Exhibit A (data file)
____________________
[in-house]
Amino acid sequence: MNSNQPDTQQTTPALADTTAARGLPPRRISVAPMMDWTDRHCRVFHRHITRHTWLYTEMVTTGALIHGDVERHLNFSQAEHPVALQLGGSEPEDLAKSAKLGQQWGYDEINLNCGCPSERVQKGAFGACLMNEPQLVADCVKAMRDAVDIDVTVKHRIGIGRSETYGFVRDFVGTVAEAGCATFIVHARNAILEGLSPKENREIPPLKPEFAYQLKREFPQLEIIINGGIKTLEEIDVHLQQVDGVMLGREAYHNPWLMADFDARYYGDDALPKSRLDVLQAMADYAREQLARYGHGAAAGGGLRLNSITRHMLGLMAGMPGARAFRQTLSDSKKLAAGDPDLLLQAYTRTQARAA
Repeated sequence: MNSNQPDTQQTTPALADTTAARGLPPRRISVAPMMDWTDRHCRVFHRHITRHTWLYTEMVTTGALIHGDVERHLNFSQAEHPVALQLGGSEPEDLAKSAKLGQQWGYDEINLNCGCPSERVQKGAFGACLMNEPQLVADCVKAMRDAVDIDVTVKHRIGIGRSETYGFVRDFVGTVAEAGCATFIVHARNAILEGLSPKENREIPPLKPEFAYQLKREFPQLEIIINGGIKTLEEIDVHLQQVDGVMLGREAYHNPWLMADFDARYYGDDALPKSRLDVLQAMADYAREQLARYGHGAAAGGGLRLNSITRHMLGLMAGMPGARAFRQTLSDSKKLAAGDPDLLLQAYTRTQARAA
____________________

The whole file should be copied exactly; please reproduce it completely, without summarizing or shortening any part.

[in-house]
Amino acid sequence: MNSNQPDTQQTTPALADTTAARGLPPRRISVAPMMDWTDRHCRVFHRHITRHTWLYTEMVTTGALIHGDVERHLNFSQAEHPVALQLGGSEPEDLAKSAKLGQQWGYDEINLNCGCPSERVQKGAFGACLMNEPQLVADCVKAMRDAVDIDVTVKHRIGIGRSETYGFVRDFVGTVAEAGCATFIVHARNAILEGLSPKENREIPPLKPEFAYQLKREFPQLEIIINGGIKTLEEIDVHLQQVDGVMLGREAYHNPWLMADFDARYYGDDALPKSRLDVLQAMADYAREQLARYGHGAAAGGGLRLNSITRHMLGLMAGMPGARAFRQTLSDSKKLAAGDPDLLLQAYTRTQARAA
Repeated sequence: MNSNQPDTQQTTPALADTTAARGLPPRRISVAPMMDWTDRHCRVFHRHITRHTWLYTEMVTTGALIHGDVERHLNFSQAEHPVALQLGGSEPEDLAKSAKLGQQWGYDEINLNCGCPSERVQKGAFGACLMNEPQLVADCVKAMRDAVDIDVTVKHRIGIGRSETYGFVRDFVGTVAEAGCATFIVHARNAILEGLSPKENREIPPLKPEFAYQLKREFPQLEIIINGGIKTLEEIDVHLQQVDGVMLGREAYHNPWLMADFDARYYGDDALPKSRLDVLQAMADYAREQLARYGHGAAAGGGLRLNSITRHMLGLMAGMPGARAFRQTLSDSKKLAAGDPDLLLQAYTRTQARAA